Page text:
With the first successful commercial space flight to the International Space Station, conducted by Space Exploration Technologies (SpaceX), the commercial space race has become a reality. SpaceX’s Dragon capsule made a successfully supply run to the ISS, followed by a re-entry to earth.
Now the stakes have been raised in the commercial space race. The success of SpaceX is already changing minds in Washington and creating more support for contracting out space missions to the private sector, as reported in Space.com.
Commercial space firms are already competing for the market in the payload-hauling — a role formerly performed by the Space Shuttle, a new analysis in Knowledge@Wharton explains:
“In the near term, the role of private companies will be primarily that of “taxis in space,” ferrying equipment and people. Wharton professor of operations and information management Christian Terwiesch says those jobs are ideally suited for commercial firms. “We are talking about reaching lower orbit, so the bar is lower in terms of the minimum efficient scale needed,” he notes. “The technology has become a lot cheaper, and we have benefited from years and years of commercial aviation and previous experiences in space travel.”
Thus, the private sector will be taking on the more routine tasks of managing transportation into low orbit to service the ISS and deliver satellites, while government agencies such as NASA will pursue scientific exploration into the rest of the solar system and beyond. The US federal government clearly intends to pursue private-sector solutions, and Terwiesch applauds the government’s use of inducement prizes to drive new innovations. “The government should be open to letting multiple solutions to problems develop, because the government is not good at picking winners,” he points out. “They are looking at this rationally and want to see more solutions.”
Transporting humans into space is also becoming a big business. The reports cites the efforts of SpaceX, as well as Boeing, Blue Origins and Sierra Nevada, to develop transport systems into space. For taxis to the ISS, the most immediate challenge is beating the Russians — but in a different way than the early days of the Cold War-era space race. “We know NASA pays about $63 million to the Russians to send someone to the ISS,” John Roth, vice-president of business development at Sierra Nevada Corporation, is quoted as saying. “We have to show we can do it cheaper than that.”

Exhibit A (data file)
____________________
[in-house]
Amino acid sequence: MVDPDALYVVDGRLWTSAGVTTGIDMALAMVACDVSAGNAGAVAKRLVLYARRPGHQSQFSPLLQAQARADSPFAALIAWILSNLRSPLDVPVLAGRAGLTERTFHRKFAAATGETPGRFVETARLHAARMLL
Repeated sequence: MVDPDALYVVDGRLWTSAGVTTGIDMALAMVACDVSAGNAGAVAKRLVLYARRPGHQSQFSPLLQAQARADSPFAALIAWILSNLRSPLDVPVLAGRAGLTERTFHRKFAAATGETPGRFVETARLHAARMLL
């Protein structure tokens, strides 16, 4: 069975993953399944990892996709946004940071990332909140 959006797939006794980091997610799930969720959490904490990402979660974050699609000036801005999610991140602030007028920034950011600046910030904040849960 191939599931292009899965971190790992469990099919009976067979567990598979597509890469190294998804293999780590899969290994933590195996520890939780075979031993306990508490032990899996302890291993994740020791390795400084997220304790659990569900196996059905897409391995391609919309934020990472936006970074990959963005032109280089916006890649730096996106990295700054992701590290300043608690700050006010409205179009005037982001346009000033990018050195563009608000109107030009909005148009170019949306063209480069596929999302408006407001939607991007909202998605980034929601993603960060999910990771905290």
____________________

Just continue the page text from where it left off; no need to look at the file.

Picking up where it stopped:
Other companies, such as Virgin Galactic, are on the verge of launching space tourists into sub-orbital flights. But these flights may open doors beyond simply propelling people 70 miles into weightlessness, according to George Whitesides, former chief of staff at NASA and now CEO of Virgin Galactic. Such capabilities may open the way to dramatically speed up travel around the globe, he says. “It is hard for us to imagine going around the planet in an hour, but it is completely possible,” he notes. “That is a huge market if we can get the price down over time.” Hypersonic, suborbital flights, skipping across the edge of the stratosphere, is seen as a faster, more frictionless way to traverse the globe.
The SpaceX success also is catching the eyes of venture capitalists, the Wharton report adds. “The success of SpaceX helps a great deal,” says tech entrepreneur Esther Dyson. “I think the venture community is realizing — just as they did with the Internet 20 years ago — that this isn’t a joke.”